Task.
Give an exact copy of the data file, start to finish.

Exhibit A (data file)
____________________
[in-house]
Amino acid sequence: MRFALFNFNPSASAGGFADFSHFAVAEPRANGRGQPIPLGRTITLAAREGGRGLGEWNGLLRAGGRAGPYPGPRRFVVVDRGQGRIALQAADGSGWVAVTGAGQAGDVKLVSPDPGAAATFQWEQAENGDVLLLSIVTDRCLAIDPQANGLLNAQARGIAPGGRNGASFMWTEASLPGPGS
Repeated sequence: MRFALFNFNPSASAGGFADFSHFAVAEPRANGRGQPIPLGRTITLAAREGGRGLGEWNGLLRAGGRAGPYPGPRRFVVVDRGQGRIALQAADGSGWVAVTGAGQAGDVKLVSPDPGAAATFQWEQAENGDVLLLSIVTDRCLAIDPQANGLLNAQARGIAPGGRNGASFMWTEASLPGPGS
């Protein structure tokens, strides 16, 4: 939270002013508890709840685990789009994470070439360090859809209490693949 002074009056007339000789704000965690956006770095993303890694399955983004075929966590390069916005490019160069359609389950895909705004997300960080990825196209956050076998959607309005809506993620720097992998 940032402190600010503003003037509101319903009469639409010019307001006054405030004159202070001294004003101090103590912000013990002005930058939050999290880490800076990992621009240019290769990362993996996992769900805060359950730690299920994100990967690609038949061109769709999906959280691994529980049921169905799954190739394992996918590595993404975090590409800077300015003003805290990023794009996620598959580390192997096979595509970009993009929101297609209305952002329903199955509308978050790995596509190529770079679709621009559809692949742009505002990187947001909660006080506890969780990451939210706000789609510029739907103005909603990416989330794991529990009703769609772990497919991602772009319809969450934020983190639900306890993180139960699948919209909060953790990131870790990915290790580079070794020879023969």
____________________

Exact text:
[in-house]
Amino acid sequence: MRFALFNFNPSASAGGFADFSHFAVAEPRANGRGQPIPLGRTITLAAREGGRGLGEWNGLLRAGGRAGPYPGPRRFVVVDRGQGRIALQAADGSGWVAVTGAGQAGDVKLVSPDPGAAATFQWEQAENGDVLLLSIVTDRCLAIDPQANGLLNAQARGIAPGGRNGASFMWTEASLPGPGS
Repeated sequence: MRFALFNFNPSASAGGFADFSHFAVAEPRANGRGQPIPLGRTITLAAREGGRGLGEWNGLLRAGGRAGPYPGPRRFVVVDRGQGRIALQAADGSGWVAVTGAGQAGDVKLVSPDPGAAATFQWEQAENGDVLLLSIVTDRCLAIDPQANGLLNAQARGIAPGGRNGASFMWTEASLPGPGS
């Protein structure tokens, strides 16, 4: 939270002013508890709840685990789009994470070439360090859809209490693949 002074009056007339000789704000965690956006770095993303890694399955983004075929966590390069916005490019160069359609389950895909705004997300960080990825196209956050076998959607309005809506993620720097992998 940032402190600010503003003037509101319903009469639409010019307001006054405030004159202070001294004003101090103590912000013990002005930058939050999290880490800076990992621009240019290769990362993996996992769900805060359950730690299920994100990967690609038949061109769709999906959280691994529980049921169905799954190739394992996918590595993404975090590409800077300015003003805290990023794009996620598959580390192997096979595509970009993009929101297609209305952002329903199955509308978050790995596509190529770079679709621009559809692949742009505002990187947001909660006080506890969780990451939210706000789609510029739907103005909603990416989330794991529990009703769609772990497919991602772009319809969450934020983190639900306890993180139960699948919209909060953790990131870790990915290790580079070794020879023969």